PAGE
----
Fashion and feminism have always had a complicated relationship. Early feminism dismissed fashion as both frivolous and a symbol—especially when it came in the form of corsets and painful shoes—of pandering to a beauty ideal set forth by men. Women had to fight for the right to wear pants to work; in the ‘80s, “career girls” began to adopt a male style of dress (women’s ties, anyone?) in order to gain a foothold in the male dominated world of business. Menswear-inspired fashion for women—button downs, tailored jackets, pants—came to represent progress in the fight for equality.

Of course, the notion that a woman has to act, think, talk, or, for that matter, dress “like a man” in order to be taken seriously has long since been challenged, and refuted. We know now that what a woman wears, or how she looks, has no bearing on how well she can do her job. That said, certain norms remain. The standard professional women’s uniform, especially in more conservative—and male-dominated—fields like finance and academia undoubtedly remains something borrowed from the boys: tailored jacket and pants or a slim skirt in muted colors. Does that mean we still believe a woman must look mannish in order to be taken seriously? And if so, what does it mean when we comply with those standards?

The topic becomes even more muddled when you consider the menswear-inspired fashion trend that has prevailed over the past few seasons. When women put on a fitted blazer or pair of lace up brogues or a “boyfriend sweater” are they reinforcing the idea that women desire to look like men? After all, where’s the “womenswear-inspired menswear”—and should it matter that men aren’t wearing it?

Social and political issues help direct and inform fashion, so given the conversations we’ve been having lately regarding women’s place in the world, it’s little surprise that designers find themselves playing around with gender norms. Equal Pay is a constant matter of political debate, while the car industry named its first female CEO. Hilary Clinton has a very good chance of being the first female president. Fashion is a mirror, and everyone these days is being asked to define their position: Do you lean in or do you opt out?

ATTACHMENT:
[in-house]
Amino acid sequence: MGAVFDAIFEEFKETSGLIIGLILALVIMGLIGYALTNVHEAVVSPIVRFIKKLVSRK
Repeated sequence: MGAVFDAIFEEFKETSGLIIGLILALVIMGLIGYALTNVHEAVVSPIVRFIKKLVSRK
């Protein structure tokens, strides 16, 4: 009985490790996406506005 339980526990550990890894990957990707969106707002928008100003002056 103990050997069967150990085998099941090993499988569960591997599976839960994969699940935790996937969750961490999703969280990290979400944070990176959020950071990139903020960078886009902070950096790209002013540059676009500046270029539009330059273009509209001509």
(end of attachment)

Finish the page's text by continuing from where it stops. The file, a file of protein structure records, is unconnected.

And yet dressing “like a man” appeals to women not because they need to do so in order to prove themselves, or because they desire to be someone they’re not, but simply because they can—perhaps the ultimate form of feminist expression. And they’ll do that regardless of trends, or what the fashion editors or even the designers themselves say. Last year, my son launched a line of clothing for men and boys called Alex Mill. The line is designed for men and boys but turns out he’s developed a following among women who find something appealing in the easy silhouettes and focus away from form. Women have become among his greatest customers (and they look good in the clothes, too).

Sometimes, then, fashion is meant to make a statement and sometimes it’s just something to wear.

Just as a short, tight dress a woman chooses to wear out to a club does not imply consent, many women embrace menswear-inspired fashion not to look like a man, but to be comfortable. Or simply because they prefer it. Some women may find it empowering. Others may find it liberating. As such, these looks are neither feminist in their refusal to show curves nor anti-feminist in their more relaxed view of what constitutes “ladylike.” They are, however, feminist in their representation of a woman’s choice to determine what she wears based on personal tastes and whim. As Gloria Steinem said of fashion in 2011: “Is she doing it because she wants to? Is she body-proud? Is she sexuality-proud? Because then, I say, great. Is she doing it because she feels she has to? That she won’t be popular otherwise? Then, that’s wrong.” It’s how it makes you feel about yourself that matters.